Soooo that’s loads of information that may be of any use to you (and me).

I’ve started my supplement and I hope to notice differences soon. I found another supplement that could help, which I’ll order soon. 😊 When I have some money again. And I don’t think I can take both supplements at the same time. But I was thinking I might be able to switch them daily. As they both gave some of the same extracts and some different ones. I’ll see what happens when I can roder them.

To be continued…

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Please be wise and stay safe! I hope to see you back real soon again, feel free to drop in anytime! Wishing you all the best. With love, Cynni 🌹

Some selfies in Greifenstein

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5 thoughts on “ADHD – Low on Dopamine?

Add yours

    1. At the moment I have L-Tryptofaan. But I’m going to get a supplement with Melatonin, 5HTP and L-Tryptofaan soon to try that as well. I’ve been taking it for a few days now so can’t say yet how it helps, if it does. Will definitely write about it when I have more experience. 😊

      Liked by 1 person

  1. I tried to respond to this earlier, and it erased my post and wouldn’t let me post. Let’s try again.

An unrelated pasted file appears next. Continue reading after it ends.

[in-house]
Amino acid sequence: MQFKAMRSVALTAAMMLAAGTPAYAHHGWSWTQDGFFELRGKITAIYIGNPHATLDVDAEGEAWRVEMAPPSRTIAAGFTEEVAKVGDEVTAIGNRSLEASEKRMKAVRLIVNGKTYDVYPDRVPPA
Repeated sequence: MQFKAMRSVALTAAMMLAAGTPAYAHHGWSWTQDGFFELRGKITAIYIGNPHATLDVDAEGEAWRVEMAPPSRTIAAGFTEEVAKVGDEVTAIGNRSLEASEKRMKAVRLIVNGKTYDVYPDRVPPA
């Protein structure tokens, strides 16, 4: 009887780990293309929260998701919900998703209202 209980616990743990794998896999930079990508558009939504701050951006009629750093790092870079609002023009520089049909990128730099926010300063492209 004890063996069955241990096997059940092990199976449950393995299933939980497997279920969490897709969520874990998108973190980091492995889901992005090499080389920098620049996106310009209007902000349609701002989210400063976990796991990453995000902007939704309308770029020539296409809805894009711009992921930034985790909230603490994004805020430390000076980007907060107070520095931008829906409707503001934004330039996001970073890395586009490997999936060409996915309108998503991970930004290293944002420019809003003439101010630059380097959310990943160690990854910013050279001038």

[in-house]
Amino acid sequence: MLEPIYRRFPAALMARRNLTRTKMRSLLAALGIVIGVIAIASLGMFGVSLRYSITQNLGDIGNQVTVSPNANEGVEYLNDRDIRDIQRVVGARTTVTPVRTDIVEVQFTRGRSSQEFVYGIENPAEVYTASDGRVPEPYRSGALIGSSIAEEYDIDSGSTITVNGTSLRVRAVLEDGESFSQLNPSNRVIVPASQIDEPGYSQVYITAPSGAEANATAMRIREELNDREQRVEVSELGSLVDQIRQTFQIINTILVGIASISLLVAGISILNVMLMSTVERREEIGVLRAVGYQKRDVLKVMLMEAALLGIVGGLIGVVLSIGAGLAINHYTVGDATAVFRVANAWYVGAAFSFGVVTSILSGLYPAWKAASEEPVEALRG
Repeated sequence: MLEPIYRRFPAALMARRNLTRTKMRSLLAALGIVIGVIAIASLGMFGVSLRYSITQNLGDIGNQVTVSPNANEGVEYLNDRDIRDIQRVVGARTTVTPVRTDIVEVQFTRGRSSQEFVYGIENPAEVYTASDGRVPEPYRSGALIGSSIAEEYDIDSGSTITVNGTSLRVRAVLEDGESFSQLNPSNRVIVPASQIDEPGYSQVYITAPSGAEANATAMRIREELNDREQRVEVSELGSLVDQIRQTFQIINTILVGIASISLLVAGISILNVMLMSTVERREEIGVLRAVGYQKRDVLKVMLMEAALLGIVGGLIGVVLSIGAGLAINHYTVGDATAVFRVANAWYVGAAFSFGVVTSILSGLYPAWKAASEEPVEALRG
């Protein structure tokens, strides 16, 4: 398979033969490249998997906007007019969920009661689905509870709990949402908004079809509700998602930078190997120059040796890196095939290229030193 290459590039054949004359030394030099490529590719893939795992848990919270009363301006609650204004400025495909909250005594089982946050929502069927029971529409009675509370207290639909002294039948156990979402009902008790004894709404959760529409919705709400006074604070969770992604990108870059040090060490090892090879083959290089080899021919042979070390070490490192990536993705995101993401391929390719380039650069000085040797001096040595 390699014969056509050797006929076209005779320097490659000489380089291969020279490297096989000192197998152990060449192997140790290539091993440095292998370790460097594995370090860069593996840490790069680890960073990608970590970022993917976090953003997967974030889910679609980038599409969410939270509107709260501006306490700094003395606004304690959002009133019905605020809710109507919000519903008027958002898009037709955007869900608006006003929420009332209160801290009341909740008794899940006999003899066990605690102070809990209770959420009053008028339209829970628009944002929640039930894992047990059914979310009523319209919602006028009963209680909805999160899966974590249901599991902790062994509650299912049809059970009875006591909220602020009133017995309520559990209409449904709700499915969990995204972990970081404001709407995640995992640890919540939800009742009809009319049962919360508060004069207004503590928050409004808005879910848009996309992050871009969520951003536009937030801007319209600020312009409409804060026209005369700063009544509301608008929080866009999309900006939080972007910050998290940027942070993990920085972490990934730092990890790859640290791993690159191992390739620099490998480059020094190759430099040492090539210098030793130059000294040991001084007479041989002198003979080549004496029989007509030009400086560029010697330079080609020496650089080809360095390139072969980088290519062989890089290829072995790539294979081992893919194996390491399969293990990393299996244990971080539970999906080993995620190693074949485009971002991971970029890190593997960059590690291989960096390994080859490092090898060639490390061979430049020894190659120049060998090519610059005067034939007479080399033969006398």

I do understand this low dopamine issue. This post makes a lot of good sense. Here in the US, ADHD stimulant medication (which gives us dopamine) is in low supply. The drug addicts have made it this way, and the companies that make the meds will not make more, so people who actually have ADHD suffer.

    Anyway, my medication is in low supply. I have had to cut the pills I have in half to make them last longer/until I can get more. This has given me a lot of the symptoms that you mentioned, such as shaking hands, brain fog, lack of concentration, anger/emotion control problems, and exhaustion. After a week of very low dopamine, I had to take Friday off of work. I slept all day. I slept much of the day on Saturday, too. I have also gained a little of the weight back I had lost. Just a little, but a lot for a week.

    I hope the supplements help you a great deal and make you feel better!

    Liked by 1 person

    1. Ow wow! Thank you for sharing. And yeah it’s hard. I never knew that being low on dopamine could have so many effects. I’m taking L-Tryptofaan now so see if it can help stimulate the process of making more naturally. There’s another form I’d like to buy and try. And if those don’t help I’ll ask again about adhd meds as I really could do without these side effects. I wish someone had told be about this sooner…
      I’m sorry that things are so bad in the USA. I haven’t heard about those things happening here so I hope that, should I need them, I can get the meds to help me.
      Thanks again for sharing your experiences. It helps me form a better understanding. 😊 Hopefully your situation will improve… 🍀

      Liked by 1 person